Conrad and the Cowgirl Next Door

Hardcover | September 2, 2014

byDenette Fretz

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"I hear that becoming a cowboy can be dangerous. Especially if you don't know the rules.

I don't know the rules."

It's a good thing Conrad brought his Mega Ultimate Extreme First Aid Kit to Uncle Clint's ranch because learning how to be a cowboy turns out to be a lot harder-and more painful-than he thought. Conrad has a lot to learn - including don't squat with spurs on and never wave your red sweatshirt at a bull. But the biggest challenge of all is dealing with Imogene Louise Lathrup, the know-it-all-cowgirl next door. When Imogene shows up, she is all too happy to point out Conrad's shortcomings. In this follow-up to their  debut hit Pirates on the Farm, author Denette Fretz and illustrator Gene Barretta team up once again to tell a humorous tale about what it means to love your neighbor.

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From the Publisher

"I hear that becoming a cowboy can be dangerous. Especially if you don't know the rules.I don't know the rules."It's a good thing Conrad brought his Mega Ultimate Extreme First Aid Kit to Uncle Clint's ranch because learning how to be a cowboy turns out to be a lot harder-and more painful-than he thought. Conrad has a lot to learn - in...

Denette Fretz's passion is creating imaginative, engaging stories that help children understand and apply biblical principles. A veteran elementary educator, Fretz resides in Medford, Oregon with her husband, two teenage children, a sassy cat, and a spastic Jack-A-Bee.

other books by Denette Fretz

Conrad and the Cowgirl Next Door
Conrad and the Cowgirl Next Door

Kobo ebook|Sep 2 2014

$9.99

Pirates on the Farm
Pirates on the Farm

Kobo ebook|Sep 25 2013

$9.99

Pirates On The Farm
Pirates On The Farm

Hardcover|Aug 24 2013

$14.33 online$18.50list price(save 22%)
Format:HardcoverDimensions:40 pages, 9.38 × 9.25 × 0.38 inPublished:September 2, 2014Publisher:ZonderkidzLanguage:English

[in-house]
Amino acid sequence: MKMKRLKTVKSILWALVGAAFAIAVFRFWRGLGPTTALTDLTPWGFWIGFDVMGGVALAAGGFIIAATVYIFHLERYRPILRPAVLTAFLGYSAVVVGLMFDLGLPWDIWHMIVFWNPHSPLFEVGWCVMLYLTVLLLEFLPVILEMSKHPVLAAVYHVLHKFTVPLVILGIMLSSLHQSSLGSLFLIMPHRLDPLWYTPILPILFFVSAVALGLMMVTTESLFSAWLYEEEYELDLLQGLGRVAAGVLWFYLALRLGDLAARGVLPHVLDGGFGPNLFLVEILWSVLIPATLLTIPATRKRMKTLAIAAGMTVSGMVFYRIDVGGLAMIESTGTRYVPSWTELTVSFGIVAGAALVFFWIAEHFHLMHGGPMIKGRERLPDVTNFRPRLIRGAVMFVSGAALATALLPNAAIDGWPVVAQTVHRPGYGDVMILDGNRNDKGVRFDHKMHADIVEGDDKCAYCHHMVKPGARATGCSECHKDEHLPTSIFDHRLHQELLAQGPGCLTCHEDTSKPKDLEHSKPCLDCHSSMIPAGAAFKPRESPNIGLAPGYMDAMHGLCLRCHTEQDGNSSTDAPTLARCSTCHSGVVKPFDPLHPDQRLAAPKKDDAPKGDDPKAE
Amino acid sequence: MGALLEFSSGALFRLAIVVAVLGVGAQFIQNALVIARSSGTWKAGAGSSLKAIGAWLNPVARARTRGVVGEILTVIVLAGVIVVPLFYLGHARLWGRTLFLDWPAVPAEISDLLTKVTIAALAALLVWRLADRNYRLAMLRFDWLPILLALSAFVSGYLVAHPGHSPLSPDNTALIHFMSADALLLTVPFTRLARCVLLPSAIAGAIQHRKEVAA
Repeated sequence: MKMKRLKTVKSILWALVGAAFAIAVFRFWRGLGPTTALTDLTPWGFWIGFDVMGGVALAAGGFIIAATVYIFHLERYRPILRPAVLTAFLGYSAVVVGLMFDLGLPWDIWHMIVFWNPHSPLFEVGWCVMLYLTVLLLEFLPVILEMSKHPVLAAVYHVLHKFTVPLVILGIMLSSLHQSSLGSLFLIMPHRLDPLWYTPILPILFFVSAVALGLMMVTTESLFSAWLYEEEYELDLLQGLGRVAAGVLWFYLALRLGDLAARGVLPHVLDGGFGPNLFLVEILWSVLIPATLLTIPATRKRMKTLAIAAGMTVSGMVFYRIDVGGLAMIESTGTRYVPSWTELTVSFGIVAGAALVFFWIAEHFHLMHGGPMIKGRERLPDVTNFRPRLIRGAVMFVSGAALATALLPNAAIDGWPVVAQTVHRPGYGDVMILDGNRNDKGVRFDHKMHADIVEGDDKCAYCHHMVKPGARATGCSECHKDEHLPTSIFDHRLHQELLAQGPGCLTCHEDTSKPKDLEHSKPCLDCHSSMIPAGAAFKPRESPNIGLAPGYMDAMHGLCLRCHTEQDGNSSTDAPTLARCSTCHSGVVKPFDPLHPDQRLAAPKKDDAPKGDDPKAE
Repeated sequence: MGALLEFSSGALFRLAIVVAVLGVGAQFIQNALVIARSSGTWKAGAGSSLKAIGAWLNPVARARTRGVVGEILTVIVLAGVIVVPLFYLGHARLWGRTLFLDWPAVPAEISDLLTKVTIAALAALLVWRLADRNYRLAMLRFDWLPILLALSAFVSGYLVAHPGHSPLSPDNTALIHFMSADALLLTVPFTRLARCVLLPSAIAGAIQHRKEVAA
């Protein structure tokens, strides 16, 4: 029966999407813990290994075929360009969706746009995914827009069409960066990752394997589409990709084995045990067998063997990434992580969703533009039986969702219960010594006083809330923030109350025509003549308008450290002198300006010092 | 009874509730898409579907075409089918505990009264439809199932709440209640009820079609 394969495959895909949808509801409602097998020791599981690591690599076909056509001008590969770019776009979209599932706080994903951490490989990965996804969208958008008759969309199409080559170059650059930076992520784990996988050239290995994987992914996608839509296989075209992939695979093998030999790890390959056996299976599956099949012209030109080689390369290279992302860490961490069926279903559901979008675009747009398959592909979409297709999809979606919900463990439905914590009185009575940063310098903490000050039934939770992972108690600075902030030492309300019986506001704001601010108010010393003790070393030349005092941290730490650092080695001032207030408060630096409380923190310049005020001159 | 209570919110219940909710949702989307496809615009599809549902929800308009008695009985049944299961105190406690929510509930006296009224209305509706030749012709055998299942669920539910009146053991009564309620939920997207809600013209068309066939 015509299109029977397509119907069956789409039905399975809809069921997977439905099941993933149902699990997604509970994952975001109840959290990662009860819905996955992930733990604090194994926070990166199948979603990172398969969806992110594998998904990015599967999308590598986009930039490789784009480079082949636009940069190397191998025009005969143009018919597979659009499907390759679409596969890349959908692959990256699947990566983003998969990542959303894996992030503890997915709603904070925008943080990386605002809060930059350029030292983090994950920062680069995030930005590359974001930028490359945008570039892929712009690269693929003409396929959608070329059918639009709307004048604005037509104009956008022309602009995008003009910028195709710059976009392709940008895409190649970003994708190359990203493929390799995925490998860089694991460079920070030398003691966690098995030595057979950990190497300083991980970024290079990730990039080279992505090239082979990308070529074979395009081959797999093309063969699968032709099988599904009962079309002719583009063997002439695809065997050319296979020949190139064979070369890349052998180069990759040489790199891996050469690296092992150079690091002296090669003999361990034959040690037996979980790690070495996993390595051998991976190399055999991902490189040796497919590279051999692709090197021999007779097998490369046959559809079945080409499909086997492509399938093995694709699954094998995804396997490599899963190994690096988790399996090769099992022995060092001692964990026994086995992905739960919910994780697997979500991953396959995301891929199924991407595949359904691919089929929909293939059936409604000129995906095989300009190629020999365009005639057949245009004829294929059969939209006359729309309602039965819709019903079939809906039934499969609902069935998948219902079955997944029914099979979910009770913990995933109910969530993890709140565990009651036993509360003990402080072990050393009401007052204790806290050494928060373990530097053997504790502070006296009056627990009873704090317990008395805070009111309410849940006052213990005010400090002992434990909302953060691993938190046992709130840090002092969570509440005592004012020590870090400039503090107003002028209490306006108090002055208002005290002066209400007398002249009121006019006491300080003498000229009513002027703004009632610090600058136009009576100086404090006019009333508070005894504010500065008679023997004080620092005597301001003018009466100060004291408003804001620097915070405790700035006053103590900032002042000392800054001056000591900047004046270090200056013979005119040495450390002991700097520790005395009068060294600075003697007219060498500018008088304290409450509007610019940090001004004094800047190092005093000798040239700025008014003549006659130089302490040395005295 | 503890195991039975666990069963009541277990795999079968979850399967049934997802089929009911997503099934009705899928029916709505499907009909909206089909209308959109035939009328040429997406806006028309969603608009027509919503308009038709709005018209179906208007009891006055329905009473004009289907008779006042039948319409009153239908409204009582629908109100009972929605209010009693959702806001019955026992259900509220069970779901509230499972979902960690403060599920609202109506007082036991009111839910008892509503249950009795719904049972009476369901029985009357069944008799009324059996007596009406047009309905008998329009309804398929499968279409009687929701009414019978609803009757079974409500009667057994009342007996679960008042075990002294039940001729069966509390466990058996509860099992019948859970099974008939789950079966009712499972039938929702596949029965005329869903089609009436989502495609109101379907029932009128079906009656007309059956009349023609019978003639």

The following ISBNs are associated with this title:

ISBN - 10:0310723493

ISBN - 13:9780310723493

Customer Reviews of Conrad and the Cowgirl Next Door

Reviews

Rated 5 out of 5 by from A Must Have Book Read in September, 2014 When I read this book with my 8 year old, I knew from experience what was coming; Conrad had better out smart that girl next door. He began giggling looking at the front picture of Conrad being dragged by a pig. What a great way to draw children in, and the bright colors were a great add. A delightful story, and my boy loved it, and he was laughing at some of the antics to become a cowboy. He enjoyed that Conrad had that Mega Ultimate Extreme everything. He was hysterical at adding a little bit of hot sauce, or should we say mega amount! There are some great lessons here, and the main one being forgive your enemies. What a great directive for everyone. He had a great time with the poems at the end, and wanted to go back over the story and the delightful illustrations. What a great book to add to your children?s collection! I received this book from the Publisher Zonderkidz and was not required to give a positive review.
Date published: 2014-09-22

Extra Content

Editorial Reviews

'Forgive your enemies. It messes up their heads.' Young Conrad is determined to master the art of becoming a cowboy. After all, what more do you need than a Mega Ultimate Extreme First Aid Kit and a horse? Horse he has not, but he does have next-door neighbor Imogene, a ginger-haired coquette who takes a particular delight in pointing out each and every one of Conrad's flaws with appropriate aphorisms. A lassoed pig takes him for a ride? 'When you wallow with pigs, expect to get dirty.' Despite her assurances that he'll never measure up, Conrad remains optimistic. And even when Imogene purchases the very horse he yearns for, he is willing to lend her a hand when she takes a well-deserved tumble. Fretz apparently intends to give voice to the notion of everyday forgiveness, but rather than drown readers in didacticism, she's written a rootin', tootin' ranch tale, complete with an amusing 'Vocabulary Poetical' selection of poems at the back of the book. Barretta picks up on Fretz's high-spirited text, though some of his choices may give readers pause. For example, the villain's snide dialogue pairs oddly with the doe-eyed little moppet Barretta has chosen to illustrate. Nonetheless, fans of the wrangling way of life will find themselves much attached to Conrad and his true blue cowboy heart. (Picture book. 4-7)